The purpose of this study was to compare the long-term clinical outcomes after implantation of drug-eluting stents (DESs) in patients with coronary artery disease (CAD), prior cerebral infarction with or without peripheral artery disease (PAD). Forty-nine consecutive patients (69 lesions) who underwent successful coronary DES implantation were prospectively classified into two groups: those with a PAD (PAD group, 13 patients, 18 lesions) and those without a PAD (non-PAD group, 36 patients, 51 lesions). The primary endpoint was defined as death, nonfatal myocardial infarction, and cerebrovascular events. The Kaplan–Meier method was used to create the primary endpoint curves to determine the time-dependent cumulative primary endpoint-free rate, which were compared using the log-rank test. The incidence of primary endpoints was higher in the PAD group than in the non-PAD group (p=0.0110). The results showed that clinical outcomes were poorer in patients with CAD, prior cerebral infarction who had PAD than in those who did not have PAD.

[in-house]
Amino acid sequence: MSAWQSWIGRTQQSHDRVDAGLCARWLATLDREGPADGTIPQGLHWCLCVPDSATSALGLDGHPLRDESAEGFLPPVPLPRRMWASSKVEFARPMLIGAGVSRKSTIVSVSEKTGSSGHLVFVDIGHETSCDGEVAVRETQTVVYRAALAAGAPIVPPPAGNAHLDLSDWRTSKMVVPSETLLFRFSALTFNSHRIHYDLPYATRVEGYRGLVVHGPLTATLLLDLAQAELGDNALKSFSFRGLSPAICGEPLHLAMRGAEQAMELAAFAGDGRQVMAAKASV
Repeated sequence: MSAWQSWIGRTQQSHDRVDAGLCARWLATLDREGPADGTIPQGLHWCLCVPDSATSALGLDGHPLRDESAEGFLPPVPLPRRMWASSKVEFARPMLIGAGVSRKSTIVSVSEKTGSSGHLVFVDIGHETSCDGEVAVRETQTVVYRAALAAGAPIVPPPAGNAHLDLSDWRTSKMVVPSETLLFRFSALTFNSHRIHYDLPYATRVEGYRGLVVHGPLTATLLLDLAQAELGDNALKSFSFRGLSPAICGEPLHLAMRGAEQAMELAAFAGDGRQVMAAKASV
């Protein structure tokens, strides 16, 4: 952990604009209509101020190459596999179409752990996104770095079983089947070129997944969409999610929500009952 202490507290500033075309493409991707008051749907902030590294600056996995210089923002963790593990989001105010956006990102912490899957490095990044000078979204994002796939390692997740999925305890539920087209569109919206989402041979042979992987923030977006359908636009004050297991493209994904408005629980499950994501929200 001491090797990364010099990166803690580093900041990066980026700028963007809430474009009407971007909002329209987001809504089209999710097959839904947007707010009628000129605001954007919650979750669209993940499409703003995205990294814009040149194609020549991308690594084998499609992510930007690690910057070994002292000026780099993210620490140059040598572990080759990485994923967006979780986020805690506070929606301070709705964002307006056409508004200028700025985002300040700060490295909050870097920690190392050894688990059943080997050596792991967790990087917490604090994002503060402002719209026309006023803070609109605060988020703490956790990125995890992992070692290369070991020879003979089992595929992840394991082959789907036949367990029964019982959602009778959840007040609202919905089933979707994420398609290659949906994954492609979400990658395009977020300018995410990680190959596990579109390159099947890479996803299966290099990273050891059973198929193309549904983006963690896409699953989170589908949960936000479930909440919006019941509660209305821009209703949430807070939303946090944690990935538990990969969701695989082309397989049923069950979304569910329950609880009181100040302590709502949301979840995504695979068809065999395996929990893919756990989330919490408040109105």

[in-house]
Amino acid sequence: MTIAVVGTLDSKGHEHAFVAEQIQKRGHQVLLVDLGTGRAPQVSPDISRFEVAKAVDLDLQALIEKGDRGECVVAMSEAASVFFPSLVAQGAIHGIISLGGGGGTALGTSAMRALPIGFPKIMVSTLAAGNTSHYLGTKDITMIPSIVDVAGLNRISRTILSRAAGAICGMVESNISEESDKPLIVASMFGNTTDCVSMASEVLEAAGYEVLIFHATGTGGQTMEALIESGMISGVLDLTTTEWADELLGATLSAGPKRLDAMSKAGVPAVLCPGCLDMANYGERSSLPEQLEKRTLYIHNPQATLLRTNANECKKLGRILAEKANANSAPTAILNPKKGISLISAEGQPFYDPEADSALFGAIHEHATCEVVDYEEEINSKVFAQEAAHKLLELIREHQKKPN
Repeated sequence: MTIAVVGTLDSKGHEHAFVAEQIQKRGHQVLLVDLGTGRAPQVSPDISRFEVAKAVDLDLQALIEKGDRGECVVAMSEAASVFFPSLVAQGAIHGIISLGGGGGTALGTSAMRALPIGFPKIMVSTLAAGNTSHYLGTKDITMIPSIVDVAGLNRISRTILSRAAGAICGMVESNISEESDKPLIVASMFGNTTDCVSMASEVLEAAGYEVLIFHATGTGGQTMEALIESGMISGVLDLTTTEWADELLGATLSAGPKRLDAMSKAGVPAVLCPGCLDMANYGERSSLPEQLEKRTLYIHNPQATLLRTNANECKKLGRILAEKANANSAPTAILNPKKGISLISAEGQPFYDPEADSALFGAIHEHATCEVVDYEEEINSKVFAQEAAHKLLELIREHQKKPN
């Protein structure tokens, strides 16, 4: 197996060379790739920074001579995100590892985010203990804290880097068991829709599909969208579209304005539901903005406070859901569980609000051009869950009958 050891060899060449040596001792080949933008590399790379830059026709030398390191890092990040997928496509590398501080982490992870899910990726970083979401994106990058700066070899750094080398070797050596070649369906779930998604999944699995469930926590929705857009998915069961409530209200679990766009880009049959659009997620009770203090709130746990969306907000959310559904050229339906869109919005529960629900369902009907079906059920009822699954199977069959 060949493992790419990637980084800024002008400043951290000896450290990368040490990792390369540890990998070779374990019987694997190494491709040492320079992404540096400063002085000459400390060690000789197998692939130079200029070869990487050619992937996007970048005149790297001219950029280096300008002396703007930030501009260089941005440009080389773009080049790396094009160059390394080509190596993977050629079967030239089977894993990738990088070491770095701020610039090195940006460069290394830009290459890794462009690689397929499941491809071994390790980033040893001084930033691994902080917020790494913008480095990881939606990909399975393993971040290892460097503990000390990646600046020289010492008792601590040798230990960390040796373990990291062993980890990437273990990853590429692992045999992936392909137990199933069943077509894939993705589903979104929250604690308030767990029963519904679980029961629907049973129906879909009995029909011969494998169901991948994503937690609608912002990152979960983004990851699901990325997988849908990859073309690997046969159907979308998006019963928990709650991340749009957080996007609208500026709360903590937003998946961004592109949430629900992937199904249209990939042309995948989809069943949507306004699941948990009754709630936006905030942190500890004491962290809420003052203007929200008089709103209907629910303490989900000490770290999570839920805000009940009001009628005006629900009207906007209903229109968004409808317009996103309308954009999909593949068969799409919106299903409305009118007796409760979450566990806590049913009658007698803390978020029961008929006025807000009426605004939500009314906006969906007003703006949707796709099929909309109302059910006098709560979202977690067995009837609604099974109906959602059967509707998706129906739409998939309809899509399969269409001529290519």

A 54-year-old woman with fever and diarrhea was treated as colitis by the previous doctor. She was referred to our hospital without improvement. The blood test showed markedly increased eosinophil count. CT examination showed the thrombosis of the superior mesenteric vein, abdominal aorta, and right pulmonary artery. We diagnosed as eosinophilia with multiple thrombosis. We started anticoagulant and steroid therapy. Eosinophil counts decreased, and CT at 3 months after the onset showed reduction of the thrombosis. We have been decreasing the amount of the steroid, and did not detect the recurrence of the thrombosis.